This finely illustrated book explores over seven hundred years of European warfare, from the time of Charlemagne through to the end of the Crusades. The period covered has a distinctive character in military history, being an age when organization for war was integral to social structure, when the secular aristocrat was by necessity also a warrior, and whose culture was profoundly influenced by martial ideas. Twelve scholars, each expert in his own field, have contributed to this survey, which is is divided into two parts. Part I seeks to explore the experience of war viewed chronologically with separate chapters on, for instance, the Viking age, the wars and expansion of the eleventh and twelfth centuries, the Crusades, and the great Hundred Years War between England and France. The chapters in Part II trace thematically the principal developments in the art of warfare. In both parts of the book, the overall aim has been to offer the reader an impression, not just of the where and the when of great confrontations, but above all of the social experience of warfare in the middle ages, and of the impact of its demands on human resources.
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From Kirkus Reviews:
Maurice Keen is Tutorial Fellow in Medieval History at Balliol College, University of Oxford
A comprehensive anthology of essays by highly placed British academics (joined by one from West Point) that survey military development in the Middle Ages. Arguing in his introduction that war is central to the narrative political story of the middle ages, Keen (History/Oxford; Chivalry, 1984) has assembled a series of 12 crisply topical essays that consider how warfare became increasingly organized, mechanized, and militarized between 900 and 1500. Keen and his fellow authors make clear that this acceleration of war-making was primarily defensive, as the fledgling European societies were regularly besieged by invaders like the Magyars and Vikings. In an attention-getting early chapter, H.B. Clark observes that the Vikings derived much of their power from their simultaneously elusive and brutal nature (they combined sophisticated tactics of organized raiding with a knack of attracting poetic tributes to their violence). John Gillinghams An Age of Expansion shows how this defensive pattern underlies the warfare over Saxony and the later colonial wars in Spain, Scotland, and Ireland. And Peter Edburys Warfare in the Latin East examines the defensive motivations of the European campaigns against Muslims ranging from Eastern Europe to Jerusalem, campaigns we remember as the Crusades. Later chapters deal with more tactical matters, exploring how proprietary medieval notions, particularly chivalry, fared in the context of warfares increasing standardization, and covering the developing range of fortifications, siege tactics, and arms and armor. Following Christopher Allmands unusual survey of War and the Non-Combatant, Keen closes with his own review of the emergence of cannon, gunpowder, and permanent armies as the ultimate developments of medieval militarism. A scrupulously prepared survey that will be invaluable to students and accessible to committed lay readers. (100 b&w illus.) (History Book Club Split Main selection) -- Copyright ©2000, Kirkus Associates, LP. All rights reserved.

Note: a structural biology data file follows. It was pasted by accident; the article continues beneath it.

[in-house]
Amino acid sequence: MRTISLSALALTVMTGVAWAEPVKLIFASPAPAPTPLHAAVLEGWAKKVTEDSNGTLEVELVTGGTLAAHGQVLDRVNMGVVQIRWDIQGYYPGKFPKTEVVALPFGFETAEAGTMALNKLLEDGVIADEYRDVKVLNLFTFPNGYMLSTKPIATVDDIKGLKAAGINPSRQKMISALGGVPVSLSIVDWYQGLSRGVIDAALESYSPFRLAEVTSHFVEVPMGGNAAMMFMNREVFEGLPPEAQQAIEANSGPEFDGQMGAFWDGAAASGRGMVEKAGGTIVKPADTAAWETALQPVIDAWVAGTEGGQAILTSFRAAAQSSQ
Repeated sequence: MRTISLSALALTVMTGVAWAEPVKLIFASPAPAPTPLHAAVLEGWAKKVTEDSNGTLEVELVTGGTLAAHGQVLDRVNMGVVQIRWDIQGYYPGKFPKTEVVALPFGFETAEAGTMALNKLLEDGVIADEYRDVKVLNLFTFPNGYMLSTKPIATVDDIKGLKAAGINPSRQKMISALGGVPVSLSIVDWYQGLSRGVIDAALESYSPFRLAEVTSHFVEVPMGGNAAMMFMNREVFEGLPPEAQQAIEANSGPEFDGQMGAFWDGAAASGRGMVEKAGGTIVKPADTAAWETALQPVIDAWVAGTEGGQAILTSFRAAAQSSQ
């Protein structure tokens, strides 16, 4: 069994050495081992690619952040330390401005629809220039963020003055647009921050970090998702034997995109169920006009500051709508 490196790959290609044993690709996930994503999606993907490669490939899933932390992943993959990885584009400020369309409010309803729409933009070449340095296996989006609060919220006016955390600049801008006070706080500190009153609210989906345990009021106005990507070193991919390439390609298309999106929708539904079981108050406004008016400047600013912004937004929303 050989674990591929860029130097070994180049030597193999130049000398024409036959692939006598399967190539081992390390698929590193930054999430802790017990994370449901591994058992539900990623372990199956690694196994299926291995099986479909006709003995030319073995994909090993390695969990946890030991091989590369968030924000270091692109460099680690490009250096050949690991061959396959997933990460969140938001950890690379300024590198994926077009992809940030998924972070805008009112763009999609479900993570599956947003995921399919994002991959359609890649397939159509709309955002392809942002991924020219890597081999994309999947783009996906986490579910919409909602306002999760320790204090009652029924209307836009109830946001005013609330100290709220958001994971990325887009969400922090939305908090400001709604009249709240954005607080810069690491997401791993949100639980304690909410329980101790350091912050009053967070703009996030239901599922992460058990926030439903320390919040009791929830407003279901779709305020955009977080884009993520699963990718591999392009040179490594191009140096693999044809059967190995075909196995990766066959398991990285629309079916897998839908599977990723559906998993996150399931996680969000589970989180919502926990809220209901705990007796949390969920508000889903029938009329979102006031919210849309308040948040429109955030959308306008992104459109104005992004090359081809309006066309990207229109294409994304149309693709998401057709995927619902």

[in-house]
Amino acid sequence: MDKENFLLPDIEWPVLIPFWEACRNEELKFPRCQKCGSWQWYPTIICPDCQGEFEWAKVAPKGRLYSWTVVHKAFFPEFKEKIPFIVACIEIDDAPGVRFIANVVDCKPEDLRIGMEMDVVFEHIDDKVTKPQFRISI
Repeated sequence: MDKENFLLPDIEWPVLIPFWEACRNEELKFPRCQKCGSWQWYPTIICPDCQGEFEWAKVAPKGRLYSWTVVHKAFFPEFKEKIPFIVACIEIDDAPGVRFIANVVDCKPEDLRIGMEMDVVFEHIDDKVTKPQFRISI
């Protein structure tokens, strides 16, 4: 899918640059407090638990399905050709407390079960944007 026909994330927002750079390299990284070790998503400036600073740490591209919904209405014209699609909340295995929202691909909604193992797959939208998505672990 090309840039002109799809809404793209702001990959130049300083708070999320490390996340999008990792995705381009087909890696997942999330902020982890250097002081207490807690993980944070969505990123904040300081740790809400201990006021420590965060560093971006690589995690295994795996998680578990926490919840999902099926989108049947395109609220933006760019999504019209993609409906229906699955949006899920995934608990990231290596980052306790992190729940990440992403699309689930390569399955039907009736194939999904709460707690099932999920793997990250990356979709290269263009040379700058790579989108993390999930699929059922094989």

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Descrizione libro Oxford University Press, 2002. Paperback. Condizione libro: New. Never used!. Codice libro della libreria P110192801279
Descrizione libro Oxford University Press. PAPERBACK. Condizione libro: New. 0192801279 New Condition. Codice libro della libreria NEW6.0069097
Descrizione libro Oxford University Press, USA, 2002. Paperback. Condizione libro: New. Codice libro della libreria DADAX0192801279